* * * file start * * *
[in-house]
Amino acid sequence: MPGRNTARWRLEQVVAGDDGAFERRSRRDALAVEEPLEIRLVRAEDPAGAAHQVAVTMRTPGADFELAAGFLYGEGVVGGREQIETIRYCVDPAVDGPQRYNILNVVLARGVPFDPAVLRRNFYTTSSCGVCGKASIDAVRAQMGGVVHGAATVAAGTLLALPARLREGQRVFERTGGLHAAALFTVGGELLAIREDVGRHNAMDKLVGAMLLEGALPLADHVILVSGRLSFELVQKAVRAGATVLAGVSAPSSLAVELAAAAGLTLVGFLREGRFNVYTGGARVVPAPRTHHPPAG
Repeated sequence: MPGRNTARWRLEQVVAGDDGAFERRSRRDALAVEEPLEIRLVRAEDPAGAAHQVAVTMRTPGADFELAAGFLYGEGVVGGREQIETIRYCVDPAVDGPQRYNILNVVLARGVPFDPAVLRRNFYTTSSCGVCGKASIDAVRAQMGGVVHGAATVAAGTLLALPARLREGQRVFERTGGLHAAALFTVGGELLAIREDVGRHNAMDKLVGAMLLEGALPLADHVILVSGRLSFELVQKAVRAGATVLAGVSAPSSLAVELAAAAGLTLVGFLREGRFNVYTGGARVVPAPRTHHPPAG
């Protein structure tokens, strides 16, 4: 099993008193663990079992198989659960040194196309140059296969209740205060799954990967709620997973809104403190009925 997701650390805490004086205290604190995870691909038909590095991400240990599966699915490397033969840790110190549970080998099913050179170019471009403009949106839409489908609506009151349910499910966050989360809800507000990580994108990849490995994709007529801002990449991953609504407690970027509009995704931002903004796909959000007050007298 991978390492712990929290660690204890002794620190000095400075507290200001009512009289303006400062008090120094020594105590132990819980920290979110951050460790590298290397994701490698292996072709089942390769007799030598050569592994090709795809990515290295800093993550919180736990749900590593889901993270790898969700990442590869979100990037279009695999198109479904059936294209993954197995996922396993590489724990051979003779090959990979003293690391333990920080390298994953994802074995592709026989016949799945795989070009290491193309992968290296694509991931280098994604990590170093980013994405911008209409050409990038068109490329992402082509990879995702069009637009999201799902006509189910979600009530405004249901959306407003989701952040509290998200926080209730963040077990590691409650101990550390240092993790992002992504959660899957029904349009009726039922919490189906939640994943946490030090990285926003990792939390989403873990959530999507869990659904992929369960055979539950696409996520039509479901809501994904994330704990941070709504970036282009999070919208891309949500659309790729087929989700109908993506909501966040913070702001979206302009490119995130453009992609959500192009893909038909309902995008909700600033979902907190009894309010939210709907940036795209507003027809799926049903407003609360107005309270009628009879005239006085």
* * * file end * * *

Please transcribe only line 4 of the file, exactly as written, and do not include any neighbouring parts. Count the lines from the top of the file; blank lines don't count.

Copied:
């Protein structure tokens, strides 16, 4: 099993008193663990079992198989659960040194196309140059296969209740205060799954990967709620997973809104403190009925 997701650390805490004086205290604190995870691909038909590095991400240990599966699915490397033969840790110190549970080998099913050179170019471009403009949106839409489908609506009151349910499910966050989360809800507000990580994108990849490995994709007529801002990449991953609504407690970027509009995704931002903004796909959000007050007298 991978390492712990929290660690204890002794620190000095400075507290200001009512009289303006400062008090120094020594105590132990819980920290979110951050460790590298290397994701490698292996072709089942390769007799030598050569592994090709795809990515290295800093993550919180736990749900590593889901993270790898969700990442590869979100990037279009695999198109479904059936294209993954197995996922396993590489724990051979003779090959990979003293690391333990920080390298994953994802074995592709026989016949799945795989070009290491193309992968290296694509991931280098994604990590170093980013994405911008209409050409990038068109490329992402082509990879995702069009637009999201799902006509189910979600009530405004249901959306407003989701952040509290998200926080209730963040077990590691409650101990550390240092993790992002992504959660899957029904349009009726039922919490189906939640994943946490030090990285926003990792939390989403873990959530999507869990659904992929369960055979539950696409996520039509479901809501994904994330704990941070709504970036282009999070919208891309949500659309790729087929989700109908993506909501966040913070702001979206302009490119995130453009992609959500192009893909038909309902995008909700600033979902907190009894309010939210709907940036795209507003027809799926049903407003609360107005309270009628009879005239006085």